<img height="1" width="1" style="display:none" src="https://www.facebook.com/tr?id=127469634355496&amp;ev=PageView&amp;noscript=1">

The General Data Protection Regulation (GDPR) is the EU’s new data privacy regulation that goes into effect May 25, 2018. Because employees generate a large amount of personal data that HR must collect, manage and store, the GDPR directly affects how HR does its job. Even a simple Excel file containing contact information constitutes personal data and is subject to GDPR requirements. Keep reading for everything HR needs to know to prepare for GDPR compliance.

GDPR: An overview for HR

The GDPR aims to protect the personal data of EU residents through a wide range of data privacy and security requirements. It applies to any employer that processes and holds personal data for employees residing in the EU. Even if a company is not based in Europe, it is subject to GDPR requirements if they have any employees or freelancers residing in the European Economic Area (they do not have to be citizens). Additionally, any third-party vendors that are contracted to process employee personal data must also comply.


The rule will be enforced through penalties for noncompliance. Fines can be as high as 20 Million EUR, or up to 4% of an employer’s annual global revenue for the preceding year (whichever is higher). In addition, employees will be able to take legal action against, and claim damages from, both employers and their third-party vendors.

Key changes for HR

The GDPR replaces the current 1995 EU Data Protection Directive (Directive 95/46/EC). The new regulation is aimed at giving individuals greater control over their personal data, which translates to big changes for employers and HR departments, including:


  • A wider scope: The GDPR applies to all employers as long as they have EU-based employees. Employers based outside of the EU must comply if they handle, store, manage, or process EU residents’ personal data.
  • Personal data redefined: The GDPR sets a broader, standard definition for personal data, which is “any information relating to an identified or identifiable natural person.” The standard for “identifiable” person is set low, so more data will be subjected to GDPR than with the current directive.
  • Vendors held accountable: The GDPR directly regulates data processors for the first time. This includes any vendors HR uses to process employees’ personal data on its behalf.
  • Standard breach notification requirements: Employers must report data breaches to supervisory authorities within 72 hours of becoming aware of the breach and notify affected employees without undue delay.
  • New security roles: If a business regularly monitors personal data as part of its core activity, they must appoint a Data Protection Officer, which is a new requirement outside of Germany.
  • New employee rights: The GDPR grants employees more control over how their data is used. They will have the right to access, obtain, rectify and request the deletion of their personal data. They will also have the right to be informed of how their data is used and to withdraw consent to it being processed (if consent was required and used as legal ground for data processing).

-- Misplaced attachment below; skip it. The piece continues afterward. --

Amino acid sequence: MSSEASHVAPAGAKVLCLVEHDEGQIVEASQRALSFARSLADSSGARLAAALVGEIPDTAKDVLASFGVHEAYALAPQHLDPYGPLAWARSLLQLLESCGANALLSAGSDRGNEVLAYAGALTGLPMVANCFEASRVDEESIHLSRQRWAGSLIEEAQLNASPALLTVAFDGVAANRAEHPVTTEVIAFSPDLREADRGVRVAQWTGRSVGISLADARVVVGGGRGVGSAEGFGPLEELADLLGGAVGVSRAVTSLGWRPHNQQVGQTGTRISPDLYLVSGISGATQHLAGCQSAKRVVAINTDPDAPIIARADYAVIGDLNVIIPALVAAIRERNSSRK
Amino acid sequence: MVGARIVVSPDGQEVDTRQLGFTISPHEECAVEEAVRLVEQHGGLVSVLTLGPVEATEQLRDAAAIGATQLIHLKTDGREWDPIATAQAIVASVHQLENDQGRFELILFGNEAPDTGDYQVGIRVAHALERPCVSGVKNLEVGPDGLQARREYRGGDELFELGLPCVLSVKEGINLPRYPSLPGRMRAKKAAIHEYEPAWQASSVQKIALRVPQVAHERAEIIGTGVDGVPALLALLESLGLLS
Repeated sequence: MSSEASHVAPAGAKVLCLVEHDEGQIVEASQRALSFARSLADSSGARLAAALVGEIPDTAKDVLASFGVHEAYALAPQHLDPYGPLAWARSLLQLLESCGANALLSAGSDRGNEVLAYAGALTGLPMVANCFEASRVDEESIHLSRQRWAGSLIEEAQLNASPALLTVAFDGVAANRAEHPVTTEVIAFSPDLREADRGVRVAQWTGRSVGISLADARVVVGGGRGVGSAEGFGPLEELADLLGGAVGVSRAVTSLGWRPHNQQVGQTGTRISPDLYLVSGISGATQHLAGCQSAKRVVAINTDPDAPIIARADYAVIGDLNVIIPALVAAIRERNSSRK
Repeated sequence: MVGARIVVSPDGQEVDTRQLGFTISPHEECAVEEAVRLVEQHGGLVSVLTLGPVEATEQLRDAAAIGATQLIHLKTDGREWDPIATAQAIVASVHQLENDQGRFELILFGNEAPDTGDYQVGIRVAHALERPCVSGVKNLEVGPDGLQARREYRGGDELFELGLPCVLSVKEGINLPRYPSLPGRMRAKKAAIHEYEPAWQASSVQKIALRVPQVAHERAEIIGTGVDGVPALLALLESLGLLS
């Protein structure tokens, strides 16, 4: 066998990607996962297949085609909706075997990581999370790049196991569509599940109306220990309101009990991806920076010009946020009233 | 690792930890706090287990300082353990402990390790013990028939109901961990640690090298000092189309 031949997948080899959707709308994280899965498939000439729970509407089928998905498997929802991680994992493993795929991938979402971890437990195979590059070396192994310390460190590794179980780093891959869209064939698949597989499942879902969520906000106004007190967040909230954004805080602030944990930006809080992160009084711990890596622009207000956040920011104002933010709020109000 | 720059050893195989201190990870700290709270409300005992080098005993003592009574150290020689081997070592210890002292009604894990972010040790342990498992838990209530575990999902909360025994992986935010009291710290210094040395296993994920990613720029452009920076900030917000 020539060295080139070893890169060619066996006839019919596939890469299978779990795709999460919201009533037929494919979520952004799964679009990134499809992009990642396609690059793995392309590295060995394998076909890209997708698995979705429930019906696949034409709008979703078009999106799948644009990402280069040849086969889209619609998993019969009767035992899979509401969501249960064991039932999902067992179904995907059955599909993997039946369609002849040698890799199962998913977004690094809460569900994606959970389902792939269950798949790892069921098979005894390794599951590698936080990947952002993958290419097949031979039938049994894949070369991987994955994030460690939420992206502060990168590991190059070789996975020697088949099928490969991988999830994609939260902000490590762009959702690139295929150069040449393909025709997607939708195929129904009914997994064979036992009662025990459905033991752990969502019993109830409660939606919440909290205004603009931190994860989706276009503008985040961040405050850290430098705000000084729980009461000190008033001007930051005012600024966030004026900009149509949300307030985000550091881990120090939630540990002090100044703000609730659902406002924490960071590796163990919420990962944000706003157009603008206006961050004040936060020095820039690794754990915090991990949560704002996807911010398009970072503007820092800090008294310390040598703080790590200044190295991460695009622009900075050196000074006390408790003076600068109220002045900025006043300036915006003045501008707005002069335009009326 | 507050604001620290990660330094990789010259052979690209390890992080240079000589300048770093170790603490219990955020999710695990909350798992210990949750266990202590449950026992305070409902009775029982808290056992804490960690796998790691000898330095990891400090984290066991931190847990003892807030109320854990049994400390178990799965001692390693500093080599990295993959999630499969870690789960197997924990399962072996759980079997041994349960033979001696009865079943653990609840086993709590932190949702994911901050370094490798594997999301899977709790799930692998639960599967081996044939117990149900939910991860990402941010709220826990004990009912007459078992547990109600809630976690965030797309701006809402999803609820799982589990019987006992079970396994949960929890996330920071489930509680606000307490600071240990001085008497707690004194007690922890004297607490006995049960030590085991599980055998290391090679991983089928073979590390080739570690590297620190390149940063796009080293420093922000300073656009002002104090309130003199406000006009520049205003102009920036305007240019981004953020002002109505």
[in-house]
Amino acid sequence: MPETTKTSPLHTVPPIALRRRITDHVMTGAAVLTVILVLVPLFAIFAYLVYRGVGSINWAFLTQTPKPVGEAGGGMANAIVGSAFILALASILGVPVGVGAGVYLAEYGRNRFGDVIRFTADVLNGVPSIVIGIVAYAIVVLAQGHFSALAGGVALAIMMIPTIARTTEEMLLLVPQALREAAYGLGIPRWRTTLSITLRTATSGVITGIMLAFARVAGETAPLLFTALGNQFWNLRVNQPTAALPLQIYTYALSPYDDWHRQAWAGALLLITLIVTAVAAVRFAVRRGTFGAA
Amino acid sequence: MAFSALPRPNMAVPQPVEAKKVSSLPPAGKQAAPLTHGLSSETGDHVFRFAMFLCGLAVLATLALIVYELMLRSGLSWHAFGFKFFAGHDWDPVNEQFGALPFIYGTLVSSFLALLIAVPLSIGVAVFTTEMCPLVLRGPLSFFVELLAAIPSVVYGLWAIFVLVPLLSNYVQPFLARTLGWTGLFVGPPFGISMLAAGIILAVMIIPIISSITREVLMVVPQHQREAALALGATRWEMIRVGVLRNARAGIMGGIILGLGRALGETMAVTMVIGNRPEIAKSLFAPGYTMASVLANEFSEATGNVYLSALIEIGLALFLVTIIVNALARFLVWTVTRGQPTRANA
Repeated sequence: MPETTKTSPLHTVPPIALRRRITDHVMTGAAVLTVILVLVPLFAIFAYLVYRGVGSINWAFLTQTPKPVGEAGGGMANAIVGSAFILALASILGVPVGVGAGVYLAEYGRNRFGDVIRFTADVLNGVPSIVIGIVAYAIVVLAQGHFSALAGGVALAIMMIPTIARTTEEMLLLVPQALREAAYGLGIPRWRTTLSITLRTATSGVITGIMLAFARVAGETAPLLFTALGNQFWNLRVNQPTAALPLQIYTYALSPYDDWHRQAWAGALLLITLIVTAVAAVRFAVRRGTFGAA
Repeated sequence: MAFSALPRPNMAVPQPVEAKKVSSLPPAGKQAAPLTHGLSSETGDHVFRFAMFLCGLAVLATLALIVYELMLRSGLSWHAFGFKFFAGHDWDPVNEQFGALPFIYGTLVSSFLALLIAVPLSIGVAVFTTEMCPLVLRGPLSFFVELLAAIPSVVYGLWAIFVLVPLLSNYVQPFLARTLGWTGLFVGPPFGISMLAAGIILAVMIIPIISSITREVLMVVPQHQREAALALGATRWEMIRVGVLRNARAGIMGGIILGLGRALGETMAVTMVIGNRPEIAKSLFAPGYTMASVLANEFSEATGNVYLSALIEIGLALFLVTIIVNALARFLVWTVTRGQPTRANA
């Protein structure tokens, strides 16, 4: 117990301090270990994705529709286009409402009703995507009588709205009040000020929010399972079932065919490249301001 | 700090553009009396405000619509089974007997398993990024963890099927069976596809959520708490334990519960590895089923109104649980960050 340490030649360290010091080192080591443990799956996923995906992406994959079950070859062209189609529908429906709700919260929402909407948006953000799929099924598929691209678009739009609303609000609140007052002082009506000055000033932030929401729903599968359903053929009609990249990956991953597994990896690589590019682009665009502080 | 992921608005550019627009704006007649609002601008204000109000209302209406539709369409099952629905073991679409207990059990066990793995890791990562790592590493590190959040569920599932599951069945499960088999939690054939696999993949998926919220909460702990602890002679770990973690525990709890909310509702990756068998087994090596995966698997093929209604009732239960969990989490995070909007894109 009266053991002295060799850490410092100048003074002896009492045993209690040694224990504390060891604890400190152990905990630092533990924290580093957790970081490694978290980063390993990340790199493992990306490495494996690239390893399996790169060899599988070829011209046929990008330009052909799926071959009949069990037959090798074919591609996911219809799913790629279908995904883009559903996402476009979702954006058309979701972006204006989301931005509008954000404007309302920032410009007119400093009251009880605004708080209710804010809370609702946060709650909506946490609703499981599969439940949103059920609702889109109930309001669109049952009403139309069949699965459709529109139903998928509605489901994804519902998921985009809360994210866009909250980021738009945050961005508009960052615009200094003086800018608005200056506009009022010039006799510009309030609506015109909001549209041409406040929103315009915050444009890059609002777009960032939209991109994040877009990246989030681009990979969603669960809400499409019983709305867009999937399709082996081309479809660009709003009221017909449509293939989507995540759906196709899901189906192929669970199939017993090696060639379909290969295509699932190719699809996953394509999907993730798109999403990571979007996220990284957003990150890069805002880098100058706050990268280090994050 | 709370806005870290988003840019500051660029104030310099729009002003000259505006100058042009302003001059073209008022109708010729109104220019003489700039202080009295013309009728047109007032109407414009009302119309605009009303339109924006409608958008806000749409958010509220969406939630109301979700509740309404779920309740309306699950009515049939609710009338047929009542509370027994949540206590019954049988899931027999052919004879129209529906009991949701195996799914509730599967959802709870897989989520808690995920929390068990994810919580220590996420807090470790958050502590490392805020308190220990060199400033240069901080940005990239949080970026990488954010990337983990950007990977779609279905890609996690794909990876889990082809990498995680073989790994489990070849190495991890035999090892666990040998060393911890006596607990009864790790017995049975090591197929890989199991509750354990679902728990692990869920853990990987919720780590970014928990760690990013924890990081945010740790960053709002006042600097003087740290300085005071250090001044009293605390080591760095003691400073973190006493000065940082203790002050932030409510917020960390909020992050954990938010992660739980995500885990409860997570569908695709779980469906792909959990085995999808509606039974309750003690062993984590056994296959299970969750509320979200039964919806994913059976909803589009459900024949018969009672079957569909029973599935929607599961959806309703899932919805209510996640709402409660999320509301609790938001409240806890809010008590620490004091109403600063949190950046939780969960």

GDPR for HR--The 4 new employee rights: Right to rectify, right to forget, data portability, and right to object.

What HR needs to do to comply with GDPR

The GDPR introduces a considerable amount of new information and regulations, so HR departments will need to dedicate time and resources to cover each new compliance area. Some of the most important tasks HR must address are:

  • Privacy policies: Not only does HR need to uphold new rights for employees, but they must also formalize and clearly spell out these rights for employees under the GDPR’s strengthened transparency and accountability requirements. HR will have to review and update its privacy policies to communicate these rights.
  • Processes: As a result of the GDPR, HR will need to review and update many of their current processes. For example, the minimization principle means HR should collect only the data necessary for the task at hand. This means HR will need to rethink any process that involves requesting personal data from employees, such as onboarding and transfers.
  • Security: With the stakes high for noncompliance, security must be managed in advance of the GDPR deadline. One step HR should take is to make sure the right employees have the right level of access when it comes to viewing employee data. Only those roles who truly need employee data should be able to access it (which applies to outside vendors, too!).
  • Employee file management. The GDPR will result in new employee files that HR must have employees sign or acknowledge. On top of new documents, the GDPR places greater importance on timely document deletion since a company can be fined for holding onto data it doesn’t need. HR will need to review its current retention policies along with its process for managing document expiration dates.

Common GDPR misconceptions

Interpreting the GDPR can be difficult, so it comes as no surprise that there are several GDPR myths out there. Let’s set the record straight for those we hear most often:


1. The GDPR applies to EU citizens working outside of the EU